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Charli Howard has been a professional model for years, but she really put her name on the map when she kissed her agency goodbye with a smackdown of a Facebook post in October. Now that the dust has settled, she’s come forward again to continue the discussion about the modeling industry’s harsh standards and being told, at a size two, that she was “‘too big’ and ‘out of shape’ to work in the fashion industry.”
The bold gesture—a “big FUCK YOU,” she called it in her post, telling her ex-agency “the more you force us to lose weight and be small, the more designers have to make clothes to fit our sizes, and the more young girls are being made ill. It’s no longer an image I choose to represent”—caught the eye of mother/daughter duo Elisa Goodkind and Lily Mandelbaum, the women behind the website StyleLikeU. In 2014, they pair launched the “What’s Underneath Project,” in which people of all shapes and sizes sit in front of the camera and strip down to their underwear while discussing what their bodies mean to them.
After great success with U.S.-based participants, the project recently traveled overseas to London, where Howard joined in. In her video, Howard talks about how she used to be terrified of eating salt—”I was terrified to go out for a meal…it ruined my relationship with my ex-boyfriend”—and points out specific moments, like being told she needed to loose two inches in one week, that made her realize that her agency’s expectations weren’t fair or healthy.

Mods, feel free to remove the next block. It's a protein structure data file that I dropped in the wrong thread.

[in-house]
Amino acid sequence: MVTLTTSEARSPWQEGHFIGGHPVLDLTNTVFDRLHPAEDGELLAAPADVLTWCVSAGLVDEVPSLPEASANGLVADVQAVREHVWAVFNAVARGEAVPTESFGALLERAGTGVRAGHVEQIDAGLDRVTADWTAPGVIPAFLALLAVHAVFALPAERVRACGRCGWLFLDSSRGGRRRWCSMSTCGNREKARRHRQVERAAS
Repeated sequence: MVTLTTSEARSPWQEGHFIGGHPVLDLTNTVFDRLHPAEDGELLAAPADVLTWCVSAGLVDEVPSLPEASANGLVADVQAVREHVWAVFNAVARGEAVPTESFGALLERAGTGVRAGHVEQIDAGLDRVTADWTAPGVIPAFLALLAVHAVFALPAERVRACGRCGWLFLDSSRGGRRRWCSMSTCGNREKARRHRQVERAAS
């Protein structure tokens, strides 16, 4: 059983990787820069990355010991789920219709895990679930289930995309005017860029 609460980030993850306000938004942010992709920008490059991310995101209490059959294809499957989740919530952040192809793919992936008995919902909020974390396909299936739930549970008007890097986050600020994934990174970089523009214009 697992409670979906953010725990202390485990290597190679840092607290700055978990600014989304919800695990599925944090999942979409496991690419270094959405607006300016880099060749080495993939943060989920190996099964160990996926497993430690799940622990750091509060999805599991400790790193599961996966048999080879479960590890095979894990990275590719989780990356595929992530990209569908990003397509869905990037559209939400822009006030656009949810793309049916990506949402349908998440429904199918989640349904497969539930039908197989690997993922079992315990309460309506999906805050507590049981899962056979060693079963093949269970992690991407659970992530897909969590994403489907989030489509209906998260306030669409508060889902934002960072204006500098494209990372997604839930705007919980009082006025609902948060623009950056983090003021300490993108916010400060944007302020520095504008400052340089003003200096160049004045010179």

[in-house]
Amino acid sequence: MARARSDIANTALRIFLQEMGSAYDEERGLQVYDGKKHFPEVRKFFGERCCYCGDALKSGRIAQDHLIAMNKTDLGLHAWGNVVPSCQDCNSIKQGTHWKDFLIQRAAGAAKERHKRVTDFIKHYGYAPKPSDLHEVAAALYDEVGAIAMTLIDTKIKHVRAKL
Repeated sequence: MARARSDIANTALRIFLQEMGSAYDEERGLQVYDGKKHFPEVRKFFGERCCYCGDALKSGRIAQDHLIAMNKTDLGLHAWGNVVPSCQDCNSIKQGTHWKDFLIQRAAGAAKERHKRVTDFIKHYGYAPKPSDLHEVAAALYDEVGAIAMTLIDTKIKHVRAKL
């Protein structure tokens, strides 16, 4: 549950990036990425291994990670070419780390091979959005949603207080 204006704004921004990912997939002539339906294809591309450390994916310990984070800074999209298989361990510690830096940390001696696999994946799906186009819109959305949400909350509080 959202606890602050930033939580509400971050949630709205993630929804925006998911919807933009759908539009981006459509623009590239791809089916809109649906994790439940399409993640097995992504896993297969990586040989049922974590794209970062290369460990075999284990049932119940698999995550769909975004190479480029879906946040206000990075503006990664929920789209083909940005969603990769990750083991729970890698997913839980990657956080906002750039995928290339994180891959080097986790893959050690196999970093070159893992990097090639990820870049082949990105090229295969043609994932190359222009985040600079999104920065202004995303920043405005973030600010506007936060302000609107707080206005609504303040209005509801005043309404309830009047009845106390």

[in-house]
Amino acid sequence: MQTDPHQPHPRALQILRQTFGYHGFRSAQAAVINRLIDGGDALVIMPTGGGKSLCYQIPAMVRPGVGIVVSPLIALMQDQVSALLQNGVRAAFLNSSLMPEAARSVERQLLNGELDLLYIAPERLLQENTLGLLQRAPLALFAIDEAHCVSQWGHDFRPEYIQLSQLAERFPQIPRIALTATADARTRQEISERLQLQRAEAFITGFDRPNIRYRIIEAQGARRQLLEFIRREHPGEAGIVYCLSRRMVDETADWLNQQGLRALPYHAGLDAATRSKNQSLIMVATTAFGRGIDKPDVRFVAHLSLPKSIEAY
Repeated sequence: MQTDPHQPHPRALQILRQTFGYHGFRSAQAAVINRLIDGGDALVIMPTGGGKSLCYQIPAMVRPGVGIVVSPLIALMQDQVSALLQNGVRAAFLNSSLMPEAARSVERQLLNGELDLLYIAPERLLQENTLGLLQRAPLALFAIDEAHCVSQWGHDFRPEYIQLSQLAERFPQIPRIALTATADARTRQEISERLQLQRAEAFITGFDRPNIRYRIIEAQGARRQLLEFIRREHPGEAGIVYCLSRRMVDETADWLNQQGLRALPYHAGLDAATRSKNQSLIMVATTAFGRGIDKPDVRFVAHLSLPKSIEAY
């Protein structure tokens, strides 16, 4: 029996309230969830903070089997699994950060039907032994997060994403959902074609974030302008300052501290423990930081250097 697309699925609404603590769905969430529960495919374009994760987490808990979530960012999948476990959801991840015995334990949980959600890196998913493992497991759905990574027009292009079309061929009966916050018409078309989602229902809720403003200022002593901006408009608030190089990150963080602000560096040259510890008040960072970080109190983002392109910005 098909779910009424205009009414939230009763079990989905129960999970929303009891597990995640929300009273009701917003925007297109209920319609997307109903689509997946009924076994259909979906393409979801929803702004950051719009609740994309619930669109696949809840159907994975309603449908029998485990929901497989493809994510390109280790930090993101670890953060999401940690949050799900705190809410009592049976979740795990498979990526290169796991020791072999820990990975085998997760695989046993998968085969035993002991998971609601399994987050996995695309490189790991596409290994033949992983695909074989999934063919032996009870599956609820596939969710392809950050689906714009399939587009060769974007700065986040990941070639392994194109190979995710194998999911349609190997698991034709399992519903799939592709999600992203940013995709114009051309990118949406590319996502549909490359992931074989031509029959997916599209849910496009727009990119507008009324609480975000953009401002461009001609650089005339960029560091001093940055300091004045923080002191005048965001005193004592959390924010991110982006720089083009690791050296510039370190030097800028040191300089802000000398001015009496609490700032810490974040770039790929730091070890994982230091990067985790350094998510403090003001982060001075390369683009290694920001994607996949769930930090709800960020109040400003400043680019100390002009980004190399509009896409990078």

Howard is careful to clarify that she’s not looking to upend the entire industry, but rather broaden it. “What my issue is, is the fact that size-wise we say unless you are a certain size, you are not a model, because that is gonna fuck any person up who looks at that,” she says, “and we’ve got all these young girls with eating disorders and body-image problems. And we don’t question that. And we just keep doing the same thing over and over again. Beauty isn’t measured by a number.”
It was certainly a gamble, telling a major agency to take a hike. But in the end, Howard’s bold move paid off. She says in the immediate wake of the Facebook firestorm, she received multiple offers from other agencies to represent her. She landed with Muse Management, where she’s described as “a passionate animal lover and feminist.”
A photo posted by Charli Howard (@charlihoward) on
After London, the project will move onto Buenos Aires and South Africa where the StyleLikeU team will speak to more people about their journeys toward self-acceptance.
Marisa Kabas is a lifestyle reporter and activist. Her work has been published by Fusion, Fast Company, and Today. She’s also served as an editorial campaigns director for Purpose PBC, a social movement incubator.